I’ve always boggled a little at an obscure Christmas carol you don’t hear much: “The Boar’s Head Carol.”  It’s from the 15th Century, and food was sometimes hard to come by back then. On the flipside, in English tradition it’s brought into the great hall on a gold or silver platter, amidst fanfare by trumpeters—so I suspect it wasn’t the poor who ate the damned thing. I held off mentioning it here until today, because today is the feast of St. Stephen, and there is a Scandinavian tradition linking the boar’s head with St. Stephen. I also wonder if Good King Wenceslas had a boar’s head in the oven while he was wandering around on December 26th helping random peasants keep from starving and/or freezing.

The question does arise: What parts of a severed pig’s head can you actually eat? Wikipedia doesn’t take up that issue, so I had to sniff around a little, though I didn’t have to sniff far. Thrillist has a long-form explanation, which is probably a lot more than you’d want to know. TL,DR: Meat is muscle, and pigs have muscular jaws. So the jowls are the part mostly eaten, though the author cites his father, who ate pig’s brains for breakfast. I can’t scoff too hard: Our Fry’s supermarket sells jars of pickled pigs’ feet. Given what pigs walk around in, I think I’d prefer the head.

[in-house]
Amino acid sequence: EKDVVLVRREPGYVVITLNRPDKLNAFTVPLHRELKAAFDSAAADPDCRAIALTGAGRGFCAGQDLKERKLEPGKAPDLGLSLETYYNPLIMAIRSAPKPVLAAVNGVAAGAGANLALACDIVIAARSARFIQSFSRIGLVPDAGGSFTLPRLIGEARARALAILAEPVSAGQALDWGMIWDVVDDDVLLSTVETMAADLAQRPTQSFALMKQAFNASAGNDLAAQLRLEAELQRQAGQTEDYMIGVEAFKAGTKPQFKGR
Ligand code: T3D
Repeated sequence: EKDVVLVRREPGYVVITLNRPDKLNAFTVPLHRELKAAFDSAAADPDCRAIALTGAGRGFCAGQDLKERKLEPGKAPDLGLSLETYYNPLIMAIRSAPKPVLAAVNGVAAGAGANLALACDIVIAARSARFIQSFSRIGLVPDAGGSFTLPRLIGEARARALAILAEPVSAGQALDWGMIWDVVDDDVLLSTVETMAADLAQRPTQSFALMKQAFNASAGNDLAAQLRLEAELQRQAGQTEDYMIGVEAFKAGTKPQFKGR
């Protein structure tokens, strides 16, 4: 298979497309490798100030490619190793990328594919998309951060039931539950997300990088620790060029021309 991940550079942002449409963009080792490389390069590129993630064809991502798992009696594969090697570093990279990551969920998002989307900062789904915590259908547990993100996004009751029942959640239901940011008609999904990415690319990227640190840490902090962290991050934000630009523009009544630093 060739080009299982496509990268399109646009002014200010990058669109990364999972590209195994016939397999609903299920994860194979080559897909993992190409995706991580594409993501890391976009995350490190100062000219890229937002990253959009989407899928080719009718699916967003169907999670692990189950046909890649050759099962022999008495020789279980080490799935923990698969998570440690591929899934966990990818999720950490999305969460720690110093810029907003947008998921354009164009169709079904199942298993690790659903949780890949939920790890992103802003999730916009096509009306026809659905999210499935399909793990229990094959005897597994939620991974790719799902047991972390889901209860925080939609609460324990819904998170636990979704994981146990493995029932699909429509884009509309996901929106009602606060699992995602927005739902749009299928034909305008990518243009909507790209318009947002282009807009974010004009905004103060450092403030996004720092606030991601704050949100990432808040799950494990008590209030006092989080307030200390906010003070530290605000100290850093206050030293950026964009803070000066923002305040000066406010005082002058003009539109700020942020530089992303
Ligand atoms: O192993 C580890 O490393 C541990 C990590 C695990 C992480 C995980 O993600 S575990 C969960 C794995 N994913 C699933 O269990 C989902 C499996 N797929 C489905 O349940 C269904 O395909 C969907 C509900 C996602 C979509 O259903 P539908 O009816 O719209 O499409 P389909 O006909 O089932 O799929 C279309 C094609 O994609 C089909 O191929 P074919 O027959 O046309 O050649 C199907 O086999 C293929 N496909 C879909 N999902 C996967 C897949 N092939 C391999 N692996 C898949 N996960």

What surprised me most is that people are still eating pig heads now in the 21st Century, including the ears. Go ahead: You eat a pig’s head. I’ll watch.

Ummm, no, I won’t.

So Carol and I are stretching Christmas out a little. after—and not before—the day itself. It will be a mostly restful season. We still have a couple of Christmas movies to watch, and another couple of bottles of Van Der Haute spiked eggnog to sip. Again, Carol and I (and Dash too!) send our best wishes to all of you this Christmas season. The Christmas corollary to my deeply held principle that friendship is the cornerstone of the human spirit is simply this: At the bottom of it all, we are the gifts we give to one another!

Spiking a Christmas Song

I was going to mess with an ancient Christmas song involving eating pig heads—surely you’ve heard of “The Boar’s Head Carol”—but that may have to wait for another day, ideally after everybody’s already had Christmas dinner.

No, this morning I want to write about something I learned just yesterday, about another Christmas song that Carol and I both like. We’ve never heard it on the radio, and we wouldn’t know about it at all if it weren’t on our very favorite Christmas CD: Christmas Portrait by the Carpenters (1978). The song is the medley “It’s Christmas Time/Sleep Well, Little Children.” It’s on none of our other numerous Christmas CDs, and my assumption has long been that Karen and Richard wrote it themselves, as it’s a little bit whimsical and in spots a little bit goofy.